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Newcomer Brings New RFID Cost Model to North America

This is the first installment of a new periodic feature in RFID Update that profiles companies and people who are making news in the RFID industry. This article spotlights Invengo, a large Chinese RFID manufacturer and solution provider that recently entered the North American market.
Mar 11, 2009This article was originally published by RFID Update.

March 11, 2009—Invengo Information Technology is probably the largest RFID company that you've never heard of. The company manufactures more than 60 UHF and HF products, is a member of EPCglobal, integrated one of the largest RFID projects in the world and has more than 300 employees. So why haven't you heard of them? Probably because only three of the 300 employees work in North America.

Invengo is a 16-year-old Chinese company that launched North American operations in January with an office outside Washington, DC in Herndon, Virginia. It is listed on the Shenzhen Stock Exchange (Stock Code 002161) and was the first Chinese RFID company to go public. It currently has a market capitalization of 128.4 million yuan ($18.8 million), according to the exchange.

The company got its start by developing a freight car identification system for China Railway, which evolved into a large and lucrative RFID tracking system used across 70,000 kilometers of rail lines throughout China. In the 16 years since Invengo first began working with China Rail it has diversified its product line to include HF and Gen2-standard UHF readers, tags and inlays.

To date, hardly any of Invengo's revenues come from North America, but the company is changing that 5.8¢ at a time -- that's the price it announced for inlays when it entered the North American market earlier this year (see Invengo Drops Gen2 Inlay Price to 5.8 Cents).

"We've had a very good reaction," Invengo vice president of sales and marketing Phil Calderbank told RFID Update. "The announcement was designed to create as much immediate awareness of Invengo as we possibly could. Although we are not well known in North America, we are very well known outside North America and are one of the largest RFID companies in the world. I don't know if any other company has 300 employees dedicated to RFID."

Calderbank is one of Invengo's three US-based employees, along with CEO Heather Wang and Oliver Picheng Liu, director of technical operations. Invengo is initially focusing its US efforts on getting converters (who produce smart labels and other tags) to use its inlays, which conform to the EPCglobal Gen2 standard and are based on chips from NXP. Invengo also plans to support chips from Impinj. Both NXP and Impinj chips are also widely used by other inlay manufacturers.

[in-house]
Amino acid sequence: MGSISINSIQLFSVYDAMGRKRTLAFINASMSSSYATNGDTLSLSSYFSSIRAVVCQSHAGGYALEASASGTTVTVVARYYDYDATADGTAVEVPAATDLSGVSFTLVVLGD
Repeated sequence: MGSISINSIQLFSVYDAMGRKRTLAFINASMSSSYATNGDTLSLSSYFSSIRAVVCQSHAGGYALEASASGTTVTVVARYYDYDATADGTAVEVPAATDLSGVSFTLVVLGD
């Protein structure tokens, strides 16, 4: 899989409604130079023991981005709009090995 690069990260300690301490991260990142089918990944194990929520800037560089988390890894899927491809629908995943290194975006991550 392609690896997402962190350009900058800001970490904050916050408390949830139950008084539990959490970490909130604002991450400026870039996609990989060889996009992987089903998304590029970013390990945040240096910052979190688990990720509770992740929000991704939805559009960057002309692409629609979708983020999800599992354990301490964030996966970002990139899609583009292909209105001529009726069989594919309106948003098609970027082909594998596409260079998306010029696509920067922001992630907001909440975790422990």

Soon Invengo will introduce its reader products to North America and will sell them exclusively through resellers, rather than direct to customers. Focusing on the converter market and indirect channel enables Invengo to be as efficient as possible with its staff -- which it plans to keep small.

"We intend to continue as a very small operation, because that is our strength," said Calderbank. "We want to bring the Chinese cost structure to North America. Doing our development work in China and having hundreds of engineers and technical people there provides a real advantage." Invengo is planning to add tech support staff in the US as its sales and distribution channels grow.

Calderbank should know what he is in for. He was with Avery Dennison when that company executed a bold inlay pricing strategy in 2005, and was most recently with Impinj as it rose to one of the most recognized firms in the industry. He sees two obstacles to Invengo growing in North America, and the current economy is not one of them.

"We have two barriers to overcome," he said. "First, we are not well known. When you are not well known, you have to invest in building your brand name, and we are doing that this year. Second, not all product coming in from Asia is high-quality product. People may have had a bad experience. Invengo is a high-quality product. We can be inexpensive because of our cost structure. We intend to stay at the 5.8¢ inlay price -- it isn't a short-term offer."
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